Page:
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Flavas dolls logo.jpg
TypeFashion doll
CountryUnited States
SloganWhat's Your Flava?

Flavas is an American line of fashion dolls created by Mattel in 2003. They are multi-ethnic and have an urban, hip hop style with "bling-bling" jewellery and stick-on tattoos, described as "ghetto-fabulous" by Newsweek. They were designed to appeal to tweens (8- to 12-year-olds) and compete with the widely successful Bratz dolls. They were marketed as "reality-based" and "authentic" and have more points of articulation than traditional fashion dolls for more expressive posing.

Upon release, Flavas were poorly received and were criticized for being stereotypical, bad role models, and a misrepresentation of hip hop culture. Their multiculturalism was described as positive, and British analysts expected their "risqué nature" to translate to high sales. But following sales that were described as "disastrous" they were discontinued within a year.

Doll design[edit]

The lineup of Flavas dolls from 2003

The six Flavas dolls, Kiyoni Brown, Happy D, Tika, Liam, P. Bo, and Tre, are ethnically diverse and portray Hispanic, black and white people.[1] They have an urban sensibility and are dressed in hip hop fashions.[2][3] Their accessories include ghetto blasters, cell phones, "bling-bling" jewellery and stick-on tattoos.[4] The packaging, which doubles as a doll stand, is designed as a wall painted with graffiti. Instructions on the box say: "Pull my street stand from the box, so I have a spot to hang out."[3] Newsweek described them as "edgy" and "ghetto-fabulous".[3] Marketed with a focus on self-expression and individuality, the Flavas dolls have more points of articulation than traditional fashion dolls.[3][5] This allows for a wider range of posing and, according to Mattel, to express more "attitude".[5] Each doll has a unique face sculpt and a different height, ranging from 10 inches to 11.5 inches. They were each released in two different styles and each style was packaged with two different outfits.[5] The complex jointing and individual molds made the Flavas dolls more difficult to manufacture than most other fashion dolls.[6]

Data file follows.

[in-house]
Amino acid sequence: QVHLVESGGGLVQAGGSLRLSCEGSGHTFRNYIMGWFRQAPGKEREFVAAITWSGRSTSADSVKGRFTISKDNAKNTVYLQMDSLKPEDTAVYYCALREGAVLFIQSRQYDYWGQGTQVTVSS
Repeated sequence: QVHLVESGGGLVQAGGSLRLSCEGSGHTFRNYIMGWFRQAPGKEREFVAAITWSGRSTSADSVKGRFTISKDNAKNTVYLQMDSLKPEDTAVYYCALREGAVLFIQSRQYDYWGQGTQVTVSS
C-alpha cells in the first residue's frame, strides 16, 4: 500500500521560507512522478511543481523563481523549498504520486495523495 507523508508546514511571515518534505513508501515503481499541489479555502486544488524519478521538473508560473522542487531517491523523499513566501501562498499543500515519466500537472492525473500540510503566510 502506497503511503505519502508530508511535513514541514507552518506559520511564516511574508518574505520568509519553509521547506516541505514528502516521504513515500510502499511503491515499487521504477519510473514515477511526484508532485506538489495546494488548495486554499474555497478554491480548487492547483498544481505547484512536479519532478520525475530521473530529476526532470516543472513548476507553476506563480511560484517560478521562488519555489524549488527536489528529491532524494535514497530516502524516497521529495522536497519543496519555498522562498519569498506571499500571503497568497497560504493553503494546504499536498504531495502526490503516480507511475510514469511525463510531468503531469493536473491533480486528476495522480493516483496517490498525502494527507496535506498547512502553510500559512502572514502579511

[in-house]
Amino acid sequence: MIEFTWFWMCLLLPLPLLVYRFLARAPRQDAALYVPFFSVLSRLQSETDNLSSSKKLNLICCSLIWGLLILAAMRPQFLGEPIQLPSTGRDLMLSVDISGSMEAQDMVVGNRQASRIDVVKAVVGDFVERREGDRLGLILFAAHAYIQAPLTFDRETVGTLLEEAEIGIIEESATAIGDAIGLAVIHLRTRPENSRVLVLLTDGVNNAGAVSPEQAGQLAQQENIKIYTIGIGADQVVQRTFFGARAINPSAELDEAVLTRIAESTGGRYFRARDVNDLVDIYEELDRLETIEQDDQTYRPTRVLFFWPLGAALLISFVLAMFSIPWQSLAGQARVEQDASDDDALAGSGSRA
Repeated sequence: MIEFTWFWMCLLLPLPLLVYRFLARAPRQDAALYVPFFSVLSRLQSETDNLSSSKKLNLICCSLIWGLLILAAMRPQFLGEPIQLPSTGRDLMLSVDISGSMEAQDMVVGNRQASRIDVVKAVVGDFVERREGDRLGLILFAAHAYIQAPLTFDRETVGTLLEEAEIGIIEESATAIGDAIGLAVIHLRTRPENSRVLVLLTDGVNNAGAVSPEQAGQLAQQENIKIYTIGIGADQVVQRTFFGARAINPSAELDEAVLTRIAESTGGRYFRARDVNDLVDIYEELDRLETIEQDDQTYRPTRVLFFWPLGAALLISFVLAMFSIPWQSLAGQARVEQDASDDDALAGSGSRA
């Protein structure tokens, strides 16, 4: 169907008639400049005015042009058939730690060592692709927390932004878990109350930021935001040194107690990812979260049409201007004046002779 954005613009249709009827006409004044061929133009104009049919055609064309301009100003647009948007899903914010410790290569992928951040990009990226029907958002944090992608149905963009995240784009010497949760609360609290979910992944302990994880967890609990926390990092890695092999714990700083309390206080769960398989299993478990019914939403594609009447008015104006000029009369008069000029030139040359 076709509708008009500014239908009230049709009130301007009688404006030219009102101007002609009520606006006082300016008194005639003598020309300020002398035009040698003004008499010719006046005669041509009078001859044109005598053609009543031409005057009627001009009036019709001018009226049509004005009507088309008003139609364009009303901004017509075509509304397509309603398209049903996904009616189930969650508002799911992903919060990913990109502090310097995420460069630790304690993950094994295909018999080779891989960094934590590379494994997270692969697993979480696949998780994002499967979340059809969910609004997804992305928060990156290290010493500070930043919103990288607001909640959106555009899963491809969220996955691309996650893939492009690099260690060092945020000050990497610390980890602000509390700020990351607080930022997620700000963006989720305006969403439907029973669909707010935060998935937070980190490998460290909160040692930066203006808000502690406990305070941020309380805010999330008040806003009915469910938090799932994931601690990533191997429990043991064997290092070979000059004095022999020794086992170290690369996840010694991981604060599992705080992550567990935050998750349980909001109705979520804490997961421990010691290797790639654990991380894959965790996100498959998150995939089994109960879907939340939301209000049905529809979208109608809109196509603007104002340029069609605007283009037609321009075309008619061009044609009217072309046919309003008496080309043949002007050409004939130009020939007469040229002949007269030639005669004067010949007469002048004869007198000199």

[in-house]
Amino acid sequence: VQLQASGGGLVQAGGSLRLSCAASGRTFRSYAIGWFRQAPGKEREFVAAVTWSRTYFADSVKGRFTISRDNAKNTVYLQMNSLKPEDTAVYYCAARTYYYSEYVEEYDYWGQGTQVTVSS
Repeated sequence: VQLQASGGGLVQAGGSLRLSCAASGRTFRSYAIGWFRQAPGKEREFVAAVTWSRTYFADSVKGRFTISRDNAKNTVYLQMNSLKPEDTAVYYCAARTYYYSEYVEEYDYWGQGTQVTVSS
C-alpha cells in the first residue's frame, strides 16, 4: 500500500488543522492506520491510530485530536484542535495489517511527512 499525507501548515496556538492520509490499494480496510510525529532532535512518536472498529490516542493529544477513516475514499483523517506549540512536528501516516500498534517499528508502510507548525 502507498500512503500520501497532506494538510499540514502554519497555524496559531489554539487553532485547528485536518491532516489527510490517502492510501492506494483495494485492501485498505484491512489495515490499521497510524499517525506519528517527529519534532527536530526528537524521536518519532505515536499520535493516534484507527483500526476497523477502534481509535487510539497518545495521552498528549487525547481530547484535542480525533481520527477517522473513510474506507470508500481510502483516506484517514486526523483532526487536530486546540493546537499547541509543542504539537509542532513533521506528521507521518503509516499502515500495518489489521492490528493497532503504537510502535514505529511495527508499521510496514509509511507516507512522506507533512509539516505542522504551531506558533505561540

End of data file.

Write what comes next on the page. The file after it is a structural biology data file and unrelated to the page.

Background and launch[edit]

By the late 1990s Mattel had dominated the fashion doll market since the 1959 release of their Barbie doll.[6] At the 1997 peak they held more than 90% of the market.[6] MGA Entertainment released Bratz in 2001. With big heads and pouty lips they appealed to the 8- to 12-year-old tween market group. Bratz achieved great success and gradually took over some of the more wholesome Barbie doll's market share.[3][6][7] Meanwhile, the market for Barbie grew younger. By 2003 the main market was 3- to 6-year-olds and Barbie's share of the fashion doll market had dropped to about 70%.[6][7] In fall 2002 Mattel released My Scene, a line of redesigned Barbie dolls, in a bid to appeal to tweens and compete with Bratz. But they failed to reverse the company's faltering sales.[3][6][7] Less than a year after the My Scene release, Flavas were launched in summer 2003 in a second attempt to appeal to the tween market and offer competition to Bratz.[1][3][6] Production began only three months after Flavas were designed, and The New York Times described their launch as being rushed.[2][6] The New York Times said that Flavas "appeared to be heavily inspired" by Bratz while Newsweek described Bratz as the "anti-Barbie" and Flavas as Mattel's "anti-Barbie of its own."[2][3] Wall Street Journal commented that the Bratz success pushed Mattel to release Flavas in direct competition with its own Barbie dolls.[6]